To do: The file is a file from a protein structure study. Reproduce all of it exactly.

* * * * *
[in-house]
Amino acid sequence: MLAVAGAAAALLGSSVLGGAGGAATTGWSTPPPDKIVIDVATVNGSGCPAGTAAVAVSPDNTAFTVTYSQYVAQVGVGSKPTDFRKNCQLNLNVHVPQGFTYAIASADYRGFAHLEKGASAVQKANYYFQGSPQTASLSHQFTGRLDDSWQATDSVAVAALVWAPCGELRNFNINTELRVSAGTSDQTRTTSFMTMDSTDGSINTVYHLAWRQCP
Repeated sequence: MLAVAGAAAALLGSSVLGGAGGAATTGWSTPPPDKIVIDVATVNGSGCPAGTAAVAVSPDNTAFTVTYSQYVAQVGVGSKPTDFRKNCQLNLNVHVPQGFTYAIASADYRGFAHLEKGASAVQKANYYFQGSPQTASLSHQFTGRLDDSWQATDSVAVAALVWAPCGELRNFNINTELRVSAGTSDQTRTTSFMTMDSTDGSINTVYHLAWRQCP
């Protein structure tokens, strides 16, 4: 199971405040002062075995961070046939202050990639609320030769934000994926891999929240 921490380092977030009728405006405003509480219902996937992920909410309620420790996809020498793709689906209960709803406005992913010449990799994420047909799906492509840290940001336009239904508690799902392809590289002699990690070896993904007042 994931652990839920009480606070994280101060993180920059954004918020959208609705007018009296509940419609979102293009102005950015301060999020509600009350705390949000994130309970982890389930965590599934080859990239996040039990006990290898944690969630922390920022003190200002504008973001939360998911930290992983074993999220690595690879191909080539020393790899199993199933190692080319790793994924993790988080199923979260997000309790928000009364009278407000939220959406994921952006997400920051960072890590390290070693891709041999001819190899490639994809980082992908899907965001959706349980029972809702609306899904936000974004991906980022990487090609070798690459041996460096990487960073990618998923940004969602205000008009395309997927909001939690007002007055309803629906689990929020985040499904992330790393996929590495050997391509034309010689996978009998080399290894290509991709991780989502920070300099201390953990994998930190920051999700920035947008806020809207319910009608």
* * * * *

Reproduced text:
[in-house]
Amino acid sequence: MLAVAGAAAALLGSSVLGGAGGAATTGWSTPPPDKIVIDVATVNGSGCPAGTAAVAVSPDNTAFTVTYSQYVAQVGVGSKPTDFRKNCQLNLNVHVPQGFTYAIASADYRGFAHLEKGASAVQKANYYFQGSPQTASLSHQFTGRLDDSWQATDSVAVAALVWAPCGELRNFNINTELRVSAGTSDQTRTTSFMTMDSTDGSINTVYHLAWRQCP
Repeated sequence: MLAVAGAAAALLGSSVLGGAGGAATTGWSTPPPDKIVIDVATVNGSGCPAGTAAVAVSPDNTAFTVTYSQYVAQVGVGSKPTDFRKNCQLNLNVHVPQGFTYAIASADYRGFAHLEKGASAVQKANYYFQGSPQTASLSHQFTGRLDDSWQATDSVAVAALVWAPCGELRNFNINTELRVSAGTSDQTRTTSFMTMDSTDGSINTVYHLAWRQCP
């Protein structure tokens, strides 16, 4: 199971405040002062075995961070046939202050990639609320030769934000994926891999929240 921490380092977030009728405006405003509480219902996937992920909410309620420790996809020498793709689906209960709803406005992913010449990799994420047909799906492509840290940001336009239904508690799902392809590289002699990690070896993904007042 994931652990839920009480606070994280101060993180920059954004918020959208609705007018009296509940419609979102293009102005950015301060999020509600009350705390949000994130309970982890389930965590599934080859990239996040039990006990290898944690969630922390920022003190200002504008973001939360998911930290992983074993999220690595690879191909080539020393790899199993199933190692080319790793994924993790988080199923979260997000309790928000009364009278407000939220959406994921952006997400920051960072890590390290070693891709041999001819190899490639994809980082992908899907965001959706349980029972809702609306899904936000974004991906980022990487090609070798690459041996460096990487960073990618998923940004969602205000008009395309997927909001939690007002007055309803629906689990929020985040499904992330790393996929590495050997391509034309010689996978009998080399290894290509991709991780989502920070300099201390953990994998930190920051999700920035947008806020809207319910009608």